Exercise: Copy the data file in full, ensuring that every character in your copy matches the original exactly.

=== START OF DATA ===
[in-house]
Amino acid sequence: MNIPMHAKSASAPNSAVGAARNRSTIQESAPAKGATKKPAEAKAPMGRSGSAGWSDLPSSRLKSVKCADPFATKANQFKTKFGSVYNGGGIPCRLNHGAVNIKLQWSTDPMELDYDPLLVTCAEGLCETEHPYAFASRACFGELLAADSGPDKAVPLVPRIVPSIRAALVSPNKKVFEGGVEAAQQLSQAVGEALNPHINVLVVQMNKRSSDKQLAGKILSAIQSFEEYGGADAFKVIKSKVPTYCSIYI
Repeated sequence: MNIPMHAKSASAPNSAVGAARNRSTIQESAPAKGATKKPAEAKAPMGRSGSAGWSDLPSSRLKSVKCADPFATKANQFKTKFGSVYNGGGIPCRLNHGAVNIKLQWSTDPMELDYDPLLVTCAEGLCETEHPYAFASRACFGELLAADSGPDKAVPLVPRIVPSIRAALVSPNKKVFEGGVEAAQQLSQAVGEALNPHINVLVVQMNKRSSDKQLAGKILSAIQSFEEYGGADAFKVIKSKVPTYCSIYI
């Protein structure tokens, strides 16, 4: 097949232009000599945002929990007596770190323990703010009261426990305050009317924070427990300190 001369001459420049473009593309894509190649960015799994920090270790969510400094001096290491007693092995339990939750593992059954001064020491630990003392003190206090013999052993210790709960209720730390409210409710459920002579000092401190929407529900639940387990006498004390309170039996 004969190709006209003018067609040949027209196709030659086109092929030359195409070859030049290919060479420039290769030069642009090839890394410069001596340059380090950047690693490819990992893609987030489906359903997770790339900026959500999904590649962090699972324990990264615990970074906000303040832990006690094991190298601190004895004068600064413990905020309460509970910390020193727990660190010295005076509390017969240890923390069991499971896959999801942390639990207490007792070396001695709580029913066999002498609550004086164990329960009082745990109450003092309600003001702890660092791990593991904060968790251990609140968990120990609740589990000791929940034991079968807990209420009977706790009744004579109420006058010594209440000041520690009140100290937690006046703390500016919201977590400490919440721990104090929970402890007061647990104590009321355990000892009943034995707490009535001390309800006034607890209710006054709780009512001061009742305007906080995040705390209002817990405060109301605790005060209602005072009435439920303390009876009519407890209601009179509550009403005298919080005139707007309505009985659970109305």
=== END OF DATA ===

[in-house]
Amino acid sequence: MNIPMHAKSASAPNSAVGAARNRSTIQESAPAKGATKKPAEAKAPMGRSGSAGWSDLPSSRLKSVKCADPFATKANQFKTKFGSVYNGGGIPCRLNHGAVNIKLQWSTDPMELDYDPLLVTCAEGLCETEHPYAFASRACFGELLAADSGPDKAVPLVPRIVPSIRAALVSPNKKVFEGGVEAAQQLSQAVGEALNPHINVLVVQMNKRSSDKQLAGKILSAIQSFEEYGGADAFKVIKSKVPTYCSIYI
Repeated sequence: MNIPMHAKSASAPNSAVGAARNRSTIQESAPAKGATKKPAEAKAPMGRSGSAGWSDLPSSRLKSVKCADPFATKANQFKTKFGSVYNGGGIPCRLNHGAVNIKLQWSTDPMELDYDPLLVTCAEGLCETEHPYAFASRACFGELLAADSGPDKAVPLVPRIVPSIRAALVSPNKKVFEGGVEAAQQLSQAVGEALNPHINVLVVQMNKRSSDKQLAGKILSAIQSFEEYGGADAFKVIKSKVPTYCSIYI
């Protein structure tokens, strides 16, 4: 097949232009000599945002929990007596770190323990703010009261426990305050009317924070427990300190 001369001459420049473009593309894509190649960015799994920090270790969510400094001096290491007693092995339990939750593992059954001064020491630990003392003190206090013999052993210790709960209720730390409210409710459920002579000092401190929407529900639940387990006498004390309170039996 004969190709006209003018067609040949027209196709030659086109092929030359195409070859030049290919060479420039290769030069642009090839890394410069001596340059380090950047690693490819990992893609987030489906359903997770790339900026959500999904590649962090699972324990990264615990970074906000303040832990006690094991190298601190004895004068600064413990905020309460509970910390020193727990660190010295005076509390017969240890923390069991499971896959999801942390639990207490007792070396001695709580029913066999002498609550004086164990329960009082745990109450003092309600003001702890660092791990593991904060968790251990609140968990120990609740589990000791929940034991079968807990209420009977706790009744004579109420006058010594209440000041520690009140100290937690006046703390500016919201977590400490919440721990104090929970402890007061647990104590009321355990000892009943034995707490009535001390309800006034607890209710006054709780009512001061009742305007906080995040705390209002817990405060109301605790005060209602005072009435439920303390009876009519407890209601009179509550009403005298919080005139707007309505009985659970109305």